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6

Tiziano Vecellio, called Titian, and workshop

Venus and Adonis

Property from a Family Collection

Tiziano Vecellio, called Titian, and workshop

Tiziano Vecellio, called Titian, and workshop

Venus and Adonis

Venus and Adonis

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What is guaranteed?

Property from a Family Collection


Tiziano Vecellio, called Titian, and workshop

Pieve di Cadore circa 1485/90 - 1576 Venice

Venus and Adonis


oil on canvas

177.2 x 199.2 cm.; 69¾ x 78⅜ in. 


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蒂齊亞諾・韋切利奧 - 或稱提香及其工作室

約1485/90年生於卡多雷地區皮耶韋,1576年卒於威尼斯

《維納斯和阿多尼斯》


油彩畫布

177.2 x 199.2 公分;69 ¾ x 78 ⅜ 英寸

The following condition report is provided by Henry Gentle who is an external specialist and not an employee of Sotheby's:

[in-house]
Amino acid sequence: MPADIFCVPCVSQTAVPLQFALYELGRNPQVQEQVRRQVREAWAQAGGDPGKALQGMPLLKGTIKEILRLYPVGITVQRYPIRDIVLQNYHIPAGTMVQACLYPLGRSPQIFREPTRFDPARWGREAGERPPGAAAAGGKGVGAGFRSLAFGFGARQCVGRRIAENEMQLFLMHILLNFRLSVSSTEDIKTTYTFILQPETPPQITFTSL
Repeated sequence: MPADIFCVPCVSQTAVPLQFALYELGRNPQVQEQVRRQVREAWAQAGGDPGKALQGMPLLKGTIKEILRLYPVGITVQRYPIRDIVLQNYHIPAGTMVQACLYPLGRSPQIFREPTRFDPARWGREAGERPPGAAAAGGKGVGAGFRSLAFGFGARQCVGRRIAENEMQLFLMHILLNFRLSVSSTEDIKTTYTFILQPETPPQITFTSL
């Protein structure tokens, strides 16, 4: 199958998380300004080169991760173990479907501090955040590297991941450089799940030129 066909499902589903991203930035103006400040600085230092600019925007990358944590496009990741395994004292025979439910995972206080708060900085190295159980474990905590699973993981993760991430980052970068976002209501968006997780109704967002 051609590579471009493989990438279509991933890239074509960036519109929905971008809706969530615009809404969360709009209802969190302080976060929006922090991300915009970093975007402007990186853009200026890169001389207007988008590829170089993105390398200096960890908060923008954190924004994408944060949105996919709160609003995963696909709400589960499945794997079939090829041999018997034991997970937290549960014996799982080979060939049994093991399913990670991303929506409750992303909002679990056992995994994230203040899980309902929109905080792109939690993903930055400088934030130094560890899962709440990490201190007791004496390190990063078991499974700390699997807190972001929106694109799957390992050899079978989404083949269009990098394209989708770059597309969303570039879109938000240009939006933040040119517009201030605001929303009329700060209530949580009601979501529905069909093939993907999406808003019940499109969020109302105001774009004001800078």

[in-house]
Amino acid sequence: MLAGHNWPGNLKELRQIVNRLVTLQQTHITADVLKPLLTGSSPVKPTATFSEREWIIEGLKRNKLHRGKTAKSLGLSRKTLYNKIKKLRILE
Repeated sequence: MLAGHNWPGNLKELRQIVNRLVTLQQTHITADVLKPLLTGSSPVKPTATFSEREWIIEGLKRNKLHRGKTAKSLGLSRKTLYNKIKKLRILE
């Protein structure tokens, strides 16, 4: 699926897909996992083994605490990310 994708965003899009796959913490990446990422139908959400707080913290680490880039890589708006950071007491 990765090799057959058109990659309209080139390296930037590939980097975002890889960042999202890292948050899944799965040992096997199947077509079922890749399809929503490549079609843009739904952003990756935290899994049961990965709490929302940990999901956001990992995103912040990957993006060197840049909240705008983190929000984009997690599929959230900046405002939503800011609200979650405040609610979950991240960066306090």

The painting is lined and there is good adhesion between the original canvas and the lining fabric. Good tension is retained across the painting. There is a visible central horizontal sewn join with minimal paint loss along it. The paint layer is stable and secure and exhibits the energetic and technical skill of the artist; the speed and vigour of application is apparent. The more thinly applied passages of paint have become more transparent over time; recent careful strengthening of these passages, most noticeable in the sky above Adonis' head, has been undertaken. The darker paint to the dog at the back of the pack has become transparent and the ground colour and canvas texture is exposed. Small fractures to the paint layer can be detected using raking light; these have a small degree of paint loss which has been addressed and they do not disrupt the reading of the composition. On close inspection, minor pin prick loss can be discerned through some of the flesh tones, noticeably the back of Venus, where exposure of the dark ground can be seen. Slight loss of form through this area has resulted, although the subtlety of modelling is retained. Other areas affected in this way include Venus' proper right foot and the arms and right leg of Adonis. Minor scattered retouchings are visible across the surface. Original textured brushwork through the drapery is well preserved and impasted highlights, demonstrated by the metallic urn, lower left corner, are retained. The paint to the foliage is in a good original state and the subtle and delicate brushwork through hair and facial features is well preserved. The painting is unified and presents well.